I haven’t been able to find anything concerning when fluffy towels were first made. From my own memory, I think it was sometime in the later part of the 20th century.

My thanks to Doreen for this idea.

#RegencyTrivia #HistoricalFiction #RegencyRomance #HistoricalRomance

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During the Regency as well as today the words university and college are not interchangeable. In England college comes before university. For example, Eton College is the equivalent of US and Canadian high school. A university a place of higher education such as Oxford and Cambridge. This is true in Europe as well.

Although it’s customary now for students at university to graduate with degrees, during the Regency that was not necessarily the case. In only a few areas, legal studies (to be a barrister) and studies for the clergy required that one completed a course of study. Most young gentlemen went to university to make contacts and have fun.

The first two images are of Eton. The second two are of Oxford.

 

EtonEton 2

oxfordOxford2

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The Lords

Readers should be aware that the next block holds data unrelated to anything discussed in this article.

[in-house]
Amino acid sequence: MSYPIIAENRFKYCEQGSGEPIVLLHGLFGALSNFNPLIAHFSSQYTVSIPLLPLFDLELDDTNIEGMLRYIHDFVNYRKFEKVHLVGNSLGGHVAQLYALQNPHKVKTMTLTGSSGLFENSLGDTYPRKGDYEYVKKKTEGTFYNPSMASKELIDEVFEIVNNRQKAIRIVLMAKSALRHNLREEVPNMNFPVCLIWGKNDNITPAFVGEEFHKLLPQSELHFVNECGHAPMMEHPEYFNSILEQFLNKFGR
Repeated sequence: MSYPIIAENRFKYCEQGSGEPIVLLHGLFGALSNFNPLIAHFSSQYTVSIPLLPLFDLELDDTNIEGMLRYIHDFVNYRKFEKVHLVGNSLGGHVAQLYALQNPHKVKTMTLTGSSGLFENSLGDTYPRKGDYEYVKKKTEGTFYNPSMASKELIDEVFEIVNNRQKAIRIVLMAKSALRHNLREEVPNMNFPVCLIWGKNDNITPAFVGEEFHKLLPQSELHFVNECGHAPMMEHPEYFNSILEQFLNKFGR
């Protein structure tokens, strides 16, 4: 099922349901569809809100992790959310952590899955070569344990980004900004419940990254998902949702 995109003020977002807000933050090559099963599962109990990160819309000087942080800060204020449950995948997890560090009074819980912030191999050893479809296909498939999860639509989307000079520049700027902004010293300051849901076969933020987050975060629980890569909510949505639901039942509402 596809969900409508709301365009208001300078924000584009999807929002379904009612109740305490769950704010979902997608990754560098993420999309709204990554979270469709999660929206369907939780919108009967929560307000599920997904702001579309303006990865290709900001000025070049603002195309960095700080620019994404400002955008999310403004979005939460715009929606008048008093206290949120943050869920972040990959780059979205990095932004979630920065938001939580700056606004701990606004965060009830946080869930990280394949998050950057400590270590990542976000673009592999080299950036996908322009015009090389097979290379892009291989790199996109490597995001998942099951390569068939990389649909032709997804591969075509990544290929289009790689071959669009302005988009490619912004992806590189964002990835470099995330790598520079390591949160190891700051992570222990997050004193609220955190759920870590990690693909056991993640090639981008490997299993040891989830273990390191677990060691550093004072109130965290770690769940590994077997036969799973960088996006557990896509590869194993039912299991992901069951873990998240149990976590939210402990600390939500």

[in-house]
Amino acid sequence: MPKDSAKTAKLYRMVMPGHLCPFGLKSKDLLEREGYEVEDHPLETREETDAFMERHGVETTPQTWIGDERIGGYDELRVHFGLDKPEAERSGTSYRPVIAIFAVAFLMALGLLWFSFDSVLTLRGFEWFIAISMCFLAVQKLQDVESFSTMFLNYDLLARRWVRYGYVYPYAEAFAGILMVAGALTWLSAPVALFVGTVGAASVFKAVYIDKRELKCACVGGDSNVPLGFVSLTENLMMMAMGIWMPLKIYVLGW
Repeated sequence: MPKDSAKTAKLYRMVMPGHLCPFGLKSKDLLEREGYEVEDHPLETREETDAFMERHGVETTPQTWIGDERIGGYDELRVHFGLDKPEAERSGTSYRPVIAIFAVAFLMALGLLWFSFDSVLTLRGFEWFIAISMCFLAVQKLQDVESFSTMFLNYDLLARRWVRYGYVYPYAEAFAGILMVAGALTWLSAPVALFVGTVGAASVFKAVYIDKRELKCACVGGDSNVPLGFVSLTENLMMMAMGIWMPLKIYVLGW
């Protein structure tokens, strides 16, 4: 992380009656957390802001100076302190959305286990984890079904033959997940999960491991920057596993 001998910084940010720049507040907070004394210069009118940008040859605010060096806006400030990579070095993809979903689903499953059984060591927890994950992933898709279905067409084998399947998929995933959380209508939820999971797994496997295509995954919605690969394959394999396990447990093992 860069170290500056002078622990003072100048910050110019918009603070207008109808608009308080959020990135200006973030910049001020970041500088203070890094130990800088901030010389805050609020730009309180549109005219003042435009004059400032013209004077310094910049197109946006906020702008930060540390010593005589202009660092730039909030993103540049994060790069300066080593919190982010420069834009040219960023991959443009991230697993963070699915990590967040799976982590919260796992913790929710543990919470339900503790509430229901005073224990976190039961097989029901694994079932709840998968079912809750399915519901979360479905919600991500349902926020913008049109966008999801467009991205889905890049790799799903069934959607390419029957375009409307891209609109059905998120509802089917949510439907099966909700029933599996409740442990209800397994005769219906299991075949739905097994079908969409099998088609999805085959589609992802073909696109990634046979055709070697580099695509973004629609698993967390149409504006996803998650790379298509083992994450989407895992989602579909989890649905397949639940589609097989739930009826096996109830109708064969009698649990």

I’ve gotten to a part in the book I’m writing (The Most Eligible Bride in London) where I needed to know whether the Lords has assigned seating. Well, I never did find the answer on Google, but I did find this which I thought might interest you.

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No matter what you think about homosexuality, most of us know how draconian the laws were during the Regency. So, imagine not only my amazement, but those of others, to find a journal written by a farmer (a gentleman farmer perhaps) concerning his thoughts on homosexuality. It gives us reason to believe that it was not as universally condemned as we had thought. Or at least not in all circles. Around the same time a Navy physical was caught engaging in sex with a man and was hung.
 
#RegencyTrivia #HistoricalRomance #RegecyRomance